freight logistical information and platooning capability.
Furber said that Cummins “will have our first fully electric powertrain launched at the end of 2019 and that will be for the transit bus market initially. That will be closely followed by the range extended powertrain system early in 2020. That again will be for the transit bus market, but we will be quickly bringing out applications for other markets.”
Among those other markets are off-highway and material handling, as well as regional haul trucks. “This is just the beginning,” Furber said. “We’re going to take electrification to all our markets and all the applications that we serve when the time is right.”
Cummins also believes it has a distinct advantage in doing that, thanks to its size and history in market segments that are just now starting to serious consider electrification.
“We are a technology company and we are more uniquely positioned than anybody else in the marketplace to win in the new and emerging technologies,” added Srikanth Padmanabhan, president of Cummins’ Engine Business. “We will be the powertrain choice for our customers regardless of what the powertrain choice is in the on and off-highway world.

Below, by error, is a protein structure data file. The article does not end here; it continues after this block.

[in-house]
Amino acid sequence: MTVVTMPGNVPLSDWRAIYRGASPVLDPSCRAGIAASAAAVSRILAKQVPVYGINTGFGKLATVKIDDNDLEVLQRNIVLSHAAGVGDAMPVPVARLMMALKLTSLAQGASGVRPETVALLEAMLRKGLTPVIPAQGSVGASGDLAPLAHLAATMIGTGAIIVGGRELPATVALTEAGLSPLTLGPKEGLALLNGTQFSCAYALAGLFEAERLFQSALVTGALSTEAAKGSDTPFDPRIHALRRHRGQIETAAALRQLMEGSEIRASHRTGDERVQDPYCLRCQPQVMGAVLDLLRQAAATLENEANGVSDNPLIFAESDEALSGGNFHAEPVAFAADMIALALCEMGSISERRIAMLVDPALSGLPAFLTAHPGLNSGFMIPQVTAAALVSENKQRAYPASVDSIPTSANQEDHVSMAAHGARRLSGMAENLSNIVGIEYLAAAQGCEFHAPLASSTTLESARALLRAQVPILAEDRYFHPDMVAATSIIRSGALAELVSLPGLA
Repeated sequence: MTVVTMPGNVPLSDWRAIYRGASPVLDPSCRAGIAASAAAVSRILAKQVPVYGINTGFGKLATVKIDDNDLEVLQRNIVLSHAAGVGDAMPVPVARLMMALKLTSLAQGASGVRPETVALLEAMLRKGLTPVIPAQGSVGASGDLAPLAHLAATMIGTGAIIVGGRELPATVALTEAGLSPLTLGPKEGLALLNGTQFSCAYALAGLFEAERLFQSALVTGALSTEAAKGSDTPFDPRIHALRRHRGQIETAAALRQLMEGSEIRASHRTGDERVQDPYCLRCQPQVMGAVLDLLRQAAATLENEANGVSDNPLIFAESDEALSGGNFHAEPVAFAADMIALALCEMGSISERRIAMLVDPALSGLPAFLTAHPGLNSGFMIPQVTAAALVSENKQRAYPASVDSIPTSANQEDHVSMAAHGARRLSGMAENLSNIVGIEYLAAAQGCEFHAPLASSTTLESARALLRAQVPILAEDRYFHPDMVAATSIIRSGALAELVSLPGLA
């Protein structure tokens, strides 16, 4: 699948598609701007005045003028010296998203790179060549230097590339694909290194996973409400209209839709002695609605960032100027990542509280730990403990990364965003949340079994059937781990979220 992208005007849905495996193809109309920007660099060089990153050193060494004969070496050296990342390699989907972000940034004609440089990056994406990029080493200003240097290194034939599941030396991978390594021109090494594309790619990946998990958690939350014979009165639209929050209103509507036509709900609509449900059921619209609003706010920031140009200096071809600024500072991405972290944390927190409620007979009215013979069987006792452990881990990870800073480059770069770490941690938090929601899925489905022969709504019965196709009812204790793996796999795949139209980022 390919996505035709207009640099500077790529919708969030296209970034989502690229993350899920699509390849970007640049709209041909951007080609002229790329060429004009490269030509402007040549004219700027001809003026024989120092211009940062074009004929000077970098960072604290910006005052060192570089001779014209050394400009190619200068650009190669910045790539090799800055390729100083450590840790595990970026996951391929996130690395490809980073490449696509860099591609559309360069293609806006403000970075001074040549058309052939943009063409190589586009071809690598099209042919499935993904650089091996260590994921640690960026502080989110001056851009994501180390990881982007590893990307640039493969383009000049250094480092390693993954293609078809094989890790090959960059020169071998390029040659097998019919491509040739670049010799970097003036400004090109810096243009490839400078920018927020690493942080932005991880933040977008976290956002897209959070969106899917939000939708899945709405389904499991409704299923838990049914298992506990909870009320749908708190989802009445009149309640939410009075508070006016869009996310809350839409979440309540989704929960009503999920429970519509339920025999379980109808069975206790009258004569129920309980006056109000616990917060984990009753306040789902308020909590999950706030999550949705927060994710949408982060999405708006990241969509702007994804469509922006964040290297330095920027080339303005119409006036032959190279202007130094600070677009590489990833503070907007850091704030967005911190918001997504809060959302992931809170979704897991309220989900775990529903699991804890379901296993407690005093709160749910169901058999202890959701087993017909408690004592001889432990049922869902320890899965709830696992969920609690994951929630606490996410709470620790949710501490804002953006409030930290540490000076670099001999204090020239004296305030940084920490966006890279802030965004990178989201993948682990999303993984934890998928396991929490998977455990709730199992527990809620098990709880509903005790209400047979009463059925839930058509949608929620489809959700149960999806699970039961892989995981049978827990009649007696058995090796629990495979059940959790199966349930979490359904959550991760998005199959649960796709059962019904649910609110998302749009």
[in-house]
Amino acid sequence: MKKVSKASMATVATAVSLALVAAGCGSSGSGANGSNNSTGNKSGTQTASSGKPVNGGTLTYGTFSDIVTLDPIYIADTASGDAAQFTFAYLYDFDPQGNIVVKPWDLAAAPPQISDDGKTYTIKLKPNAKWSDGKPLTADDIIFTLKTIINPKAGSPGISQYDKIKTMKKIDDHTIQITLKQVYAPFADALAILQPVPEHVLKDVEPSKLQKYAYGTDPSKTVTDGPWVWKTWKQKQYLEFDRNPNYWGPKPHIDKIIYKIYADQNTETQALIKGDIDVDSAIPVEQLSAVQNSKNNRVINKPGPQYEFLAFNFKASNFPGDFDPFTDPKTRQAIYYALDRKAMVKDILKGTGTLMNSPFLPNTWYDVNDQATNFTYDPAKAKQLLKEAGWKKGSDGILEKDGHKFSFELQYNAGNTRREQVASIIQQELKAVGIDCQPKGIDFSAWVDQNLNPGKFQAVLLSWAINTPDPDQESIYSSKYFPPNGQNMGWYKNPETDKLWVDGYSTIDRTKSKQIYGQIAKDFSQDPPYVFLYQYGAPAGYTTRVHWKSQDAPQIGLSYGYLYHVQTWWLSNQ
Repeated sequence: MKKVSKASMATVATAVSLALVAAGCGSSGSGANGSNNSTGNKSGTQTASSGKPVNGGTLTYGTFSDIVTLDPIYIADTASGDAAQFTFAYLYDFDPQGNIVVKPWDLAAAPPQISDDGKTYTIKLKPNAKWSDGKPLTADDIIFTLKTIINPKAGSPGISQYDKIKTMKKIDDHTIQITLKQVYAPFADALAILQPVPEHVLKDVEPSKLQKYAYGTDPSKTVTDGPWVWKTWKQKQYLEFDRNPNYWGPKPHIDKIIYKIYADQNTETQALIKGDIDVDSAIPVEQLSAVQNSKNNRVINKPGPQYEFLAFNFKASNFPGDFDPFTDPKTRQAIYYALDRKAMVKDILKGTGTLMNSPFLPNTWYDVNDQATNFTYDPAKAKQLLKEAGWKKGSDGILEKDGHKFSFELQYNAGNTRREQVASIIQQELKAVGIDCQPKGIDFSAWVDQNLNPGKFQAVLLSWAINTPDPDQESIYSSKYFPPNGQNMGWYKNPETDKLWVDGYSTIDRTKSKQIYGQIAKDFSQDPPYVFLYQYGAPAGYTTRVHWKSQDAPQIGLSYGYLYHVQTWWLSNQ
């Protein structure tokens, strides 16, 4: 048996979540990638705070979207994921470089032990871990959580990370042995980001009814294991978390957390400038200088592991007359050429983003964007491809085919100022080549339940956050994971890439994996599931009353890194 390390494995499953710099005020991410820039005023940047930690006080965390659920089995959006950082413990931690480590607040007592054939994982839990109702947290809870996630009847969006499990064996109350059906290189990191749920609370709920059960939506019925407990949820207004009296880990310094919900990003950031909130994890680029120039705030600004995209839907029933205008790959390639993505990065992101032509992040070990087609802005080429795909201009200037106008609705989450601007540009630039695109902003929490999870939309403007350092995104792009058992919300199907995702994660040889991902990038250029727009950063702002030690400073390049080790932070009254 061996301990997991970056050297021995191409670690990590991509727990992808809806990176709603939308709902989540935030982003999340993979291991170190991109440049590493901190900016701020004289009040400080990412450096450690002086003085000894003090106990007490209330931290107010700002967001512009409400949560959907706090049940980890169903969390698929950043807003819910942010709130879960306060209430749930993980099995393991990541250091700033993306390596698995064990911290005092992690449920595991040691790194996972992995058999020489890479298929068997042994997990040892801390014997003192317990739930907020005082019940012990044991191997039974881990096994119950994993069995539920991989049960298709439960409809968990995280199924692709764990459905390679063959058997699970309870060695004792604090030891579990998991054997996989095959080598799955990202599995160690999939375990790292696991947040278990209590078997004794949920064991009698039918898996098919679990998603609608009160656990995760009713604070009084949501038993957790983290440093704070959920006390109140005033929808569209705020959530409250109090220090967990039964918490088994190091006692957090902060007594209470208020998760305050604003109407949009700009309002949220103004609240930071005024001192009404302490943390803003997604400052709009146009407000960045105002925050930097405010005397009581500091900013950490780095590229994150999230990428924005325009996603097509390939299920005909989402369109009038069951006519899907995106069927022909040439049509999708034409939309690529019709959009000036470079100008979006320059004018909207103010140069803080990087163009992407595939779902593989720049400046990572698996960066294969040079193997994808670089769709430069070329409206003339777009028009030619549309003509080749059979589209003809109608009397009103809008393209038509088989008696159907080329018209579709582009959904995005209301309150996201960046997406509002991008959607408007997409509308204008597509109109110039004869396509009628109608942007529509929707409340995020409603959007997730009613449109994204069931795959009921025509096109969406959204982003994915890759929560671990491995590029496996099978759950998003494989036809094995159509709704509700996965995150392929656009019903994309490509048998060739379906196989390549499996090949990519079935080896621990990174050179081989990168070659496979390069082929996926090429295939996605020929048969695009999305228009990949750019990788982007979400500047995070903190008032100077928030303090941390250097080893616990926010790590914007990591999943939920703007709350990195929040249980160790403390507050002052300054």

“Electrification is something that we’ve all been hearing about for a while. We’ve been working on this for over two decades and we know with real data and real life experience as to where it works, where it and where it makes sense.
“We’ve had customers tell us, ‘hey, I just had one of the startup companies come and say that they can supply me with a battery electric powertrain and I’m glad that you guys are in this business.’ When we ask them why, they invariably talk about support, because of the relationships we’ve developed in industries we actually understand.
“This is why we feel confident that no matter what the technology is, we’ll be there to take care of our customers’ needs and will be the powertrain supplier of choice for our customers — no matter what their needs are.”